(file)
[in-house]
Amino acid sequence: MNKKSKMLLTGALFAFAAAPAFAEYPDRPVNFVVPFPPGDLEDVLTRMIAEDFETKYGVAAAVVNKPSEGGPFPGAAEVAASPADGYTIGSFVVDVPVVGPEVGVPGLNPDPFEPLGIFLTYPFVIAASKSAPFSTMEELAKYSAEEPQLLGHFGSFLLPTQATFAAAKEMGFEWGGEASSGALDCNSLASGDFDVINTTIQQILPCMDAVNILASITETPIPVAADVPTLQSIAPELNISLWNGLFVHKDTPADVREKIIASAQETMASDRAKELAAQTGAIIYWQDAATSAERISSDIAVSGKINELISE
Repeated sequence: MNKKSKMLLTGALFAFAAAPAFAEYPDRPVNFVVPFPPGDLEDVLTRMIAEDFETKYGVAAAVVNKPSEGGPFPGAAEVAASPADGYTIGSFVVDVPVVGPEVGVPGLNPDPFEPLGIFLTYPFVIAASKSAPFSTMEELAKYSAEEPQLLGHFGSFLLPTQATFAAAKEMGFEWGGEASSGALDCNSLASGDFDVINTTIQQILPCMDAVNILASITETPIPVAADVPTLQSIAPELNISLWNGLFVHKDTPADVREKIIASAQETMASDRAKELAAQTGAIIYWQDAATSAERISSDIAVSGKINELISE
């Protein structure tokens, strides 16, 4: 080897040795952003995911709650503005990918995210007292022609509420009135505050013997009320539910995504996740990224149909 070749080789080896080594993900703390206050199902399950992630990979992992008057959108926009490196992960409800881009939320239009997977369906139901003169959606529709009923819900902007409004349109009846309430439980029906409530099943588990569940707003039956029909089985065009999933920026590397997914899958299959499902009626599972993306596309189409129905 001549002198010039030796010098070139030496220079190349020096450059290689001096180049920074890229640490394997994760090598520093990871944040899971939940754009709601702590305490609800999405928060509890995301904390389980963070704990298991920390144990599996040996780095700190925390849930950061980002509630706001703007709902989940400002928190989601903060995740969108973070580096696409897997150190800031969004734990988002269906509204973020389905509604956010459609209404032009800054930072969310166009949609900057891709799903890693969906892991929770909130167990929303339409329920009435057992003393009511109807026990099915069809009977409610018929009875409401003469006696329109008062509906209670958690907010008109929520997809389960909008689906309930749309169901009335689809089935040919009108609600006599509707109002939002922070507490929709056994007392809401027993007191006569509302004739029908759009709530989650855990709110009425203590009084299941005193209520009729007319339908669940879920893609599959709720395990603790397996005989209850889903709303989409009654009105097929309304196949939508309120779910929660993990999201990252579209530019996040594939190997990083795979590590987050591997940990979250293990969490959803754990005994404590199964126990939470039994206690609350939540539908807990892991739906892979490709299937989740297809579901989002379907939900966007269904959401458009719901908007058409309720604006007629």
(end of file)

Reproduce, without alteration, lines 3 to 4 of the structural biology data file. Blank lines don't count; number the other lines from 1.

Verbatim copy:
Repeated sequence: MNKKSKMLLTGALFAFAAAPAFAEYPDRPVNFVVPFPPGDLEDVLTRMIAEDFETKYGVAAAVVNKPSEGGPFPGAAEVAASPADGYTIGSFVVDVPVVGPEVGVPGLNPDPFEPLGIFLTYPFVIAASKSAPFSTMEELAKYSAEEPQLLGHFGSFLLPTQATFAAAKEMGFEWGGEASSGALDCNSLASGDFDVINTTIQQILPCMDAVNILASITETPIPVAADVPTLQSIAPELNISLWNGLFVHKDTPADVREKIIASAQETMASDRAKELAAQTGAIIYWQDAATSAERISSDIAVSGKINELISE
């Protein structure tokens, strides 16, 4: 080897040795952003995911709650503005990918995210007292022609509420009135505050013997009320539910995504996740990224149909 070749080789080896080594993900703390206050199902399950992630990979992992008057959108926009490196992960409800881009939320239009997977369906139901003169959606529709009923819900902007409004349109009846309430439980029906409530099943588990569940707003039956029909089985065009999933920026590397997914899958299959499902009626599972993306596309189409129905 001549002198010039030796010098070139030496220079190349020096450059290689001096180049920074890229640490394997994760090598520093990871944040899971939940754009709601702590305490609800999405928060509890995301904390389980963070704990298991920390144990599996040996780095700190925390849930950061980002509630706001703007709902989940400002928190989601903060995740969108973070580096696409897997150190800031969004734990988002269906509204973020389905509604956010459609209404032009800054930072969310166009949609900057891709799903890693969906892991929770909130167990929303339409329920009435057992003393009511109807026990099915069809009977409610018929009875409401003469006696329109008062509906209670958690907010008109929520997809389960909008689906309930749309169901009335689809089935040919009108609600006599509707109002939002922070507490929709056994007392809401027993007191006569509302004739029908759009709530989650855990709110009425203590009084299941005193209520009729007319339908669940879920893609599959709720395990603790397996005989209850889903709303989409009654009105097929309304196949939508309120779910929660993990999201990252579209530019996040594939190997990083795979590590987050591997940990979250293990969490959803754990005994404590199964126990939470039994206690609350939540539908807990892991739906892979490709299937989740297809579901989002379907939900966007269904959401458009719901908007058409309720604006007629």